While Newmark says he never thought about his move to San Francisco as a pivotal event in his life, it was there that he found for the first time a real connection to the people and places in the Cole Valley area of the city It was San

Francisco’s ubiquitous mix of technology and the arts that Craigslist traces its roots: Newmark would send e-mails to a couple hundred friends featuring a list of local technology and arts events. He almost called it “SF Events,” until a friend persuaded him to call it what everyone else was already calling it: Craigslist.

Newmark left Schwab in 1995 and built Craigslist on the side. He consulted for corporate giants Bank of America, Xircom (Intel) and Sun Microsystems.

Craigslist continued to boom in popularity, particularly among the 20-and 30-something crowd. Newmark found the code he was writing to automate many of the functions of Craigslist were being exceeded by the consumer demand.

It was 1998 and Newmark confesses to two “huge” mistakes: he tried using volunteers to run the company, and he gave away equity–a 25 percent stake–to an employee that would eventually sell that interest to eBay in late 2004.

Newmark will not discuss the details about his mistakes. “Let’s say, I learned two lessons,” Newmark says. “First, I needed to trust my instincts, and second, I needed help that was trustworthy and competent.”

The result: Craigslist incorporated the next year, and later that year, Buckmaster posted his resume for a “lead programmer” position and was hired in 2000 as COO. Buckmaster is the perfect complement to Newmark: named to a local “sexiest man” list. Buckmaster handles people management and the general day-to-day decision-making.

Rosana Vantuyl, a REALTOR® with Zephyr Real Estate and Newmark’s real estate agent, remembers using Craigslist just as Buckmaster was coming on board. “I wanted to sell a high-end sofa on there and it was more like garage sale stuff,” she recalls. “Now you can buy and sell antiques and cars and all sorts of high-end products.” Today, the high-end list also includes real estate, with open house postings by agents as well as for-sale-by-owner listings.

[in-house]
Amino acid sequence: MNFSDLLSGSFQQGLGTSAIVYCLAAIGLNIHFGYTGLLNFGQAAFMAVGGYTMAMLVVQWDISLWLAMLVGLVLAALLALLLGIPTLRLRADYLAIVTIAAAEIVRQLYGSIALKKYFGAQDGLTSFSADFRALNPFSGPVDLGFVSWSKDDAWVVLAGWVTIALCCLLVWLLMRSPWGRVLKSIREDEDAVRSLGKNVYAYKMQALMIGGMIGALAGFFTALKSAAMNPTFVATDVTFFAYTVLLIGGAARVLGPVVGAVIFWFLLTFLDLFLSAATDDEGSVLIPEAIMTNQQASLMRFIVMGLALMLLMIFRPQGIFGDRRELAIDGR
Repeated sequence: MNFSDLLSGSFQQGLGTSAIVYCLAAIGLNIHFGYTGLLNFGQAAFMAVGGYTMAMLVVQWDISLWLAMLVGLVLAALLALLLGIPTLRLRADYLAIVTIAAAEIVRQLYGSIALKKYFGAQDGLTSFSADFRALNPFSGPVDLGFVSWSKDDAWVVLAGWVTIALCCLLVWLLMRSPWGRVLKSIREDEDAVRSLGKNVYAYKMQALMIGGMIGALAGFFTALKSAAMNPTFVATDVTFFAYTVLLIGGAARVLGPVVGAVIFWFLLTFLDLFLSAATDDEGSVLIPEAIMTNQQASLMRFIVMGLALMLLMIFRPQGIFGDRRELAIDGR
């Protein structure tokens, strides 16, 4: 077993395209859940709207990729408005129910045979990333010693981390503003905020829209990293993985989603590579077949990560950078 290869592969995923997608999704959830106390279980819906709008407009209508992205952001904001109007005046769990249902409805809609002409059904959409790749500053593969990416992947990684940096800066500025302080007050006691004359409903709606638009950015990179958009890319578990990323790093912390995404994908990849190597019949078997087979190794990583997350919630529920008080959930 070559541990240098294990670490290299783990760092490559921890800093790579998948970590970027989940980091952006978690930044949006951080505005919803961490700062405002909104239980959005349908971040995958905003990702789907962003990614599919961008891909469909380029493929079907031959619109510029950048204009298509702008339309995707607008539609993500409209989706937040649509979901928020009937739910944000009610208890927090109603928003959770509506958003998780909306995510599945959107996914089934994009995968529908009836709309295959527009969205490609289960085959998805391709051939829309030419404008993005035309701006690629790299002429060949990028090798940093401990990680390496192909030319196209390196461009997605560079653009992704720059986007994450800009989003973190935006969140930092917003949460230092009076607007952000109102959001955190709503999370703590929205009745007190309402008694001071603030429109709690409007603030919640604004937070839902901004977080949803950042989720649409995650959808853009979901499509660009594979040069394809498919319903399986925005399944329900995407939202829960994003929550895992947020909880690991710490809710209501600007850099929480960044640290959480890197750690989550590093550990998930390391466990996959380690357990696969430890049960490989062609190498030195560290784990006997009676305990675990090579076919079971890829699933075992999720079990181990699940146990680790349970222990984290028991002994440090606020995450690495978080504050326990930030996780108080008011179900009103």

Vantuyl has heard the criticism by some of her colleagues that Craigslist somehow disrupts the role of a real estate broker or agent in a transaction, but she doesn’t buy it. “There is a pretty big distinction between locating a property and facilitating the entire process,” she says. “On Craigslist, all you are really doing is identifying a property and Craig recognizes that.”

Newmark is adamant about his personal support of the real estate brokerage business. “While we have a lot of sympathy for a person looking for a place to live, but as I keep reminding everyone, brokers have to make a living,” Newmark says. “It used to be that everyone was predicting that the Net would lead to disintermediation (displacement of brokers with technology),” Newmark says.

“What we are finding is that whatever business you are in–say if you are a broker–if you add value, you do better with the Internet. If you don’t add value, you may be motivated to seek an alternative industry,” he adds.

Newmark recently sold his place, as he says, “to simplify my life.” He used his friend and REALTOR®, Vantuyl, to list his home. “My place sold faster and for more than I thought because I used a broker,” Newmark says. “I also sold a piece of investment property last year and used a broker, and after my mom moves I will sell the condo that I had bought for her.” Newmark pauses, then deadpans, “I want to assure agents that I will sell after she moves and not before.”

The recent decision to charge for real estate listings, Buckmaster notes, was something that was deliberated for more than two years. “There has been a huge outcry from our community that we should (charge),” he says.

He points out, “Brokers are widely resented in the difficult New York housing market for typically extracting a fee amounting to two months’ rent on top of already extremely high New York City rents.”

Buckmaster adds, “It took two years to overcome Craig’s very persistent concern for brokers’ welfare and wanting to give them a break.” Buckmaster laments, “Craig literally wants to give ‘everyone’ a break, regardless of the situation.”

What drives Newmark to err on the side of human goodness, Newmark admits, is what he has learned from Craigslist. “The biggest surprise is how trustworthy and how good people are,” he says, “I didn’t realize it. The number of bad guys is really small and as more and more good people get online, the proportion of bad guys represented keeps getting smaller and smaller.

Newmark pauses, to think about what he said, and adds, “But it is enough to keep my team and me busy.”

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Kevin Hawkins is an award-winning freelance writer who lives on Bainbridge Island in Washington State.